Tips For Washing Your Sleeping Bag
Nobody wants to slip back into their sleeping bag after weeks in the real world, only to remember “Hey, I don’t think I washed this.” It’s even worse when you’re snug as a bug in a double sleeping bag, and you’ve just come to this realization. Top to bottom and back again, this is how you handle your sleeping bag hygiene.
You Can Machine Wash (Most) Sleeping Bags
You’ll definitely have to check out the tags and any cleaning/maintenance instructions that came with your package, but for the most part, you can throw these into a washing machine and call it a day. Just be sure you’re not overloading the machine. If you have a double sleeping bag and a small load washer, use some caution; you don’t want it getting stuck and destroyed on the center spire.
The washer and dryer owners won’t run into that issue. With tumble style, front load washing machines that don’t need the turbine, if it fits, you can clean it in there. You’re mostly looking to prevent damages. Here’s a few tips and things to keep in mind if you’re opting for this cleaning method:
- Set to Cold: Unless otherwise specified by the manufacturer, set it to cold to keep the shape. When you opt for a hot wash, it can make the filling more malleable, giving you this oblong shape after it’s dried.
- Zipper Check: Before it goes in, make sure all zippers are closed, and if possible, tucked away where they won’t damage the inside of the washer or dryer. This also cuts down on the risk of your zippers getting stuck or jammed, and either bending them, or not getting a proper clean.
- Heavy Duty Detergent: They’re thick, they’re fluffy, and they need some more attention to detail. This isn’t a cotton t-shirt we’re talking about. Go for heavy duty, heavy clean laundry detergent to ensure that it’s clean as a whistle when it comes out.
Note: If you’re washing kids sleeping bags, be sure to keep in mind any skin irritations. If need be, you can go for a medium strength detergent if your little one has any allergies or eczema.
Handwashing Your Sleeping Bag
If you own sleeping pads, then you’re probably familiar with washing these by hand. Even if you’re planning on machine washing, read up on this: it’s an excellent way to clean your sleeping bag if you’ve arrived at the campsite, and realize that it never made it into the washing machine.
- Measure Soap and Water: You can use standard soap you might have with your camping cookware set. Get about four ounces of water in a container, add two or three drops of soap, and blend it all together. Grab a cotton face cloth or paper towel (whatever you brought with you), and gently wet it. Flip the sleeping bag inside out, and begin working from the corners outward to the exterior. You just want a clean interior; you can worry about the outside when you actually remember to put this in the washing machine.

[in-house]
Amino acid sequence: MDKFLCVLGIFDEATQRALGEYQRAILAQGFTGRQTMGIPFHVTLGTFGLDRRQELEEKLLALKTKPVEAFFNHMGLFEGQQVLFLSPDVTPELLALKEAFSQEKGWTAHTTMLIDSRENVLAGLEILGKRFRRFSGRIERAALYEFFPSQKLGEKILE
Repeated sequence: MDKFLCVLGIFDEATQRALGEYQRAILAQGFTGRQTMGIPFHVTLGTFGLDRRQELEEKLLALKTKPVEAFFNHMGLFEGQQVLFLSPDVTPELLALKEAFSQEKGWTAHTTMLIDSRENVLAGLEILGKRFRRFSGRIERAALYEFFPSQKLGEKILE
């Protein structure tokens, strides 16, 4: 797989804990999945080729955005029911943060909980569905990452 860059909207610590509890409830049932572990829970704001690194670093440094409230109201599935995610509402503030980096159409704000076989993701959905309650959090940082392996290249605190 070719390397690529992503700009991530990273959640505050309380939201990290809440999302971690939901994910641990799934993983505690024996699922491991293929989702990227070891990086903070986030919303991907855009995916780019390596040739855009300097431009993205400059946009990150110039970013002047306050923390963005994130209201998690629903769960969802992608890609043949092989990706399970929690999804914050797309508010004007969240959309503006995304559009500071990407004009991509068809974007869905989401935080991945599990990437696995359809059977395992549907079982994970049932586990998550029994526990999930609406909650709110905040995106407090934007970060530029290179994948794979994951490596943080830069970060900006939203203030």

- Wet Wipes: Since the residue can have an adverse effect on your shell’s material, this isn’t recommended, but definitely works in a pinch. Whether you have some in a first-aid kit or you just bring them with you, some moist towelettes or wet wipes are excellent ways to get a quick clean on the go. Flip the bag inside out, start from the corners and work your way out, and let it air dry for one to two hours. Nobody wants the chemical scent of the cleaning agent right under their nose while they’re trying to catch some z’s.
- Soaking: This one won’t work at the campsite, but if your washer is on the fritz or you visit a local laundromat, this trick will work wonders. Fill your bathtub up with ¾” of warm water, and drop in about five or six drops of soap. Do this while the water’s filling up so it distributes evenly through the water. Turn your bag inside out, drop it in, and submerge it. Leave it for thirty minutes, and dry it (outdoors if possible) for 3-4 hours.
Note: If you’re going to handwash your sleeping bag out on the campsite, be sure to get the crevices where the pull string/elastic band is around the head of the bag. These build with sweat and dust very easily.
Tips to Keep It Clean
You’re out and about for a few days, and you don’t have access to cleaning supplies. No bother. If you brought it to the campsite nice and clean, here’s what you have to do to maintain it until it’s time to pack up and go home.
- Wear Clean Clothes: If you’re slipping into the bag after a long hike, that’s a big no-no. You’re going to sweat like a pig, and it’s going to stink up the bag. If you’re in a double sleeping bag with your missus, she’s not going to be too happy crawling into the sack the next night.
- Use a Sleeping Pad: Keep your bag off the ground when possible. If your camping tent has a bathtub-style floor, or if you have a sleeping pad, you’ll be good here. It’s amazing how much dust finds its way into your bag while you’re rolling around in your sleep.
- Air Out the Bag: Every morning, give it some air. You’re going to sweat a little in your sleep, and to keep the stench at bay, just give it a little whirl in the air before you roll it up for the next night. If you’re using a wearable sleeping bag, you might want to pop it inside out and leave it like that to air out while you hit the hiking trail.
Time to Get Camping
Preparations, on the trail, either way you’re knowledgeable enough to keep it clean at all times. Don’t be afraid to share this with the lads, especially if you notice that Kevin’s bag always smells like a zoo.